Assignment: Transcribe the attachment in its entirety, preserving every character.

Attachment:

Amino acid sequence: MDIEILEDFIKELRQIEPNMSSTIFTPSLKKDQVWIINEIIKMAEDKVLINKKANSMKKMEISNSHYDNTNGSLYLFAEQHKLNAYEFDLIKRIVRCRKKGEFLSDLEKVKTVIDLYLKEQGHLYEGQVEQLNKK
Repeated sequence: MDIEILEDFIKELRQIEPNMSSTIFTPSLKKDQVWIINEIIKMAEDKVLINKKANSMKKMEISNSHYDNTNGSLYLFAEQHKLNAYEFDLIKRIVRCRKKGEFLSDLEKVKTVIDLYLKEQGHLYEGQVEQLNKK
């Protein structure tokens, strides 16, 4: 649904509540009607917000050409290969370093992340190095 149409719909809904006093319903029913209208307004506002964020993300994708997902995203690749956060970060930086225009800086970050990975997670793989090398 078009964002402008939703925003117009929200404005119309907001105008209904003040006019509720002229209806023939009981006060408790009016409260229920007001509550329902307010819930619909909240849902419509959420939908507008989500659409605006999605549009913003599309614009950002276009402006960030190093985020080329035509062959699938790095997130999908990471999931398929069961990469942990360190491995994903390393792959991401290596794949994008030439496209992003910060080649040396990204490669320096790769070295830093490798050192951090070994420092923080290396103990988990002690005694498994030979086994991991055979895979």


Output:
Amino acid sequence: MDIEILEDFIKELRQIEPNMSSTIFTPSLKKDQVWIINEIIKMAEDKVLINKKANSMKKMEISNSHYDNTNGSLYLFAEQHKLNAYEFDLIKRIVRCRKKGEFLSDLEKVKTVIDLYLKEQGHLYEGQVEQLNKK
Repeated sequence: MDIEILEDFIKELRQIEPNMSSTIFTPSLKKDQVWIINEIIKMAEDKVLINKKANSMKKMEISNSHYDNTNGSLYLFAEQHKLNAYEFDLIKRIVRCRKKGEFLSDLEKVKTVIDLYLKEQGHLYEGQVEQLNKK
């Protein structure tokens, strides 16, 4: 649904509540009607917000050409290969370093992340190095 149409719909809904006093319903029913209208307004506002964020993300994708997902995203690749956060970060930086225009800086970050990975997670793989090398 078009964002402008939703925003117009929200404005119309907001105008209904003040006019509720002229209806023939009981006060408790009016409260229920007001509550329902307010819930619909909240849902419509959420939908507008989500659409605006999605549009913003599309614009950002276009402006960030190093985020080329035509062959699938790095997130999908990471999931398929069961990469942990360190491995994903390393792959991401290596794949994008030439496209992003910060080649040396990204490669320096790769070295830093490798050192951090070994420092923080290396103990988990002690005694498994030979086994991991055979895979």